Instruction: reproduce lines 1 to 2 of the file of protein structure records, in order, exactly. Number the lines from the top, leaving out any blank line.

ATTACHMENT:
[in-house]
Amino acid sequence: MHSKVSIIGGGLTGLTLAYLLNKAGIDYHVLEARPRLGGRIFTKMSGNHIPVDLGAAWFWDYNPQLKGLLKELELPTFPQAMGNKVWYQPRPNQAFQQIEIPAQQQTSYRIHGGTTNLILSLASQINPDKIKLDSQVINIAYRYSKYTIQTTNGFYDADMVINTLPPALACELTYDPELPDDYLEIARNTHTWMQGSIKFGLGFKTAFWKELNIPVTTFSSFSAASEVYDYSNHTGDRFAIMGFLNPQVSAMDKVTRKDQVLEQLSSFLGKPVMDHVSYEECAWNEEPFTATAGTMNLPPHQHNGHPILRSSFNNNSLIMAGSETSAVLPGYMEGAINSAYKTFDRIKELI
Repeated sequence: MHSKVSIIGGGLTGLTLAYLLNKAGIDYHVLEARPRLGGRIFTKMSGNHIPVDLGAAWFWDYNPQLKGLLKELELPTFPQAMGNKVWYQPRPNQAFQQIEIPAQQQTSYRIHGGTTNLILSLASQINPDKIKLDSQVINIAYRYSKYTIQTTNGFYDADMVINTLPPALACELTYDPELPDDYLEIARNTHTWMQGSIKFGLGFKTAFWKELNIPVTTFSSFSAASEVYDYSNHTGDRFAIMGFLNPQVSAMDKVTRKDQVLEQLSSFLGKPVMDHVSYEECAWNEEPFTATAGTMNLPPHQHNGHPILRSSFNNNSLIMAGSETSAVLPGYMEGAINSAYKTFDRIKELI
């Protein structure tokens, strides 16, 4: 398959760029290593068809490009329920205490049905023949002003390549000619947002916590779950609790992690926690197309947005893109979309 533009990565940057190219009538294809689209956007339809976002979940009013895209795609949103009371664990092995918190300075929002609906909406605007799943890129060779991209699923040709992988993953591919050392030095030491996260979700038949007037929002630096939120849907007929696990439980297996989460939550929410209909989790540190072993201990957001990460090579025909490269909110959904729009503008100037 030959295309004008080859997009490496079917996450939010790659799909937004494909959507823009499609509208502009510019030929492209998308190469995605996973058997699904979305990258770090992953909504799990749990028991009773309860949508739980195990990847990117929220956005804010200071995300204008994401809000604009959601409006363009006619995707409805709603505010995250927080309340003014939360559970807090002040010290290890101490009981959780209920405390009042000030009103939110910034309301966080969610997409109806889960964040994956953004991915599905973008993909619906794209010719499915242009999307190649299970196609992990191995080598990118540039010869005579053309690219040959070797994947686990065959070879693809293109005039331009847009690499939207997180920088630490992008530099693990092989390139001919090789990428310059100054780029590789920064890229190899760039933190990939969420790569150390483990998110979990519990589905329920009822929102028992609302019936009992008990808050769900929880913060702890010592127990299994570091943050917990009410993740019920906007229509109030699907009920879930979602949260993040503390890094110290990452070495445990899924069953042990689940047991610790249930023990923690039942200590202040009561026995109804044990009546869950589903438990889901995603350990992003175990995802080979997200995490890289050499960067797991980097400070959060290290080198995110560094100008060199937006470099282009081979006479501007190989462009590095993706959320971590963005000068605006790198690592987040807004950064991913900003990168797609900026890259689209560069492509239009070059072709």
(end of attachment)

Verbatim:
[in-house]
Amino acid sequence: MHSKVSIIGGGLTGLTLAYLLNKAGIDYHVLEARPRLGGRIFTKMSGNHIPVDLGAAWFWDYNPQLKGLLKELELPTFPQAMGNKVWYQPRPNQAFQQIEIPAQQQTSYRIHGGTTNLILSLASQINPDKIKLDSQVINIAYRYSKYTIQTTNGFYDADMVINTLPPALACELTYDPELPDDYLEIARNTHTWMQGSIKFGLGFKTAFWKELNIPVTTFSSFSAASEVYDYSNHTGDRFAIMGFLNPQVSAMDKVTRKDQVLEQLSSFLGKPVMDHVSYEECAWNEEPFTATAGTMNLPPHQHNGHPILRSSFNNNSLIMAGSETSAVLPGYMEGAINSAYKTFDRIKELI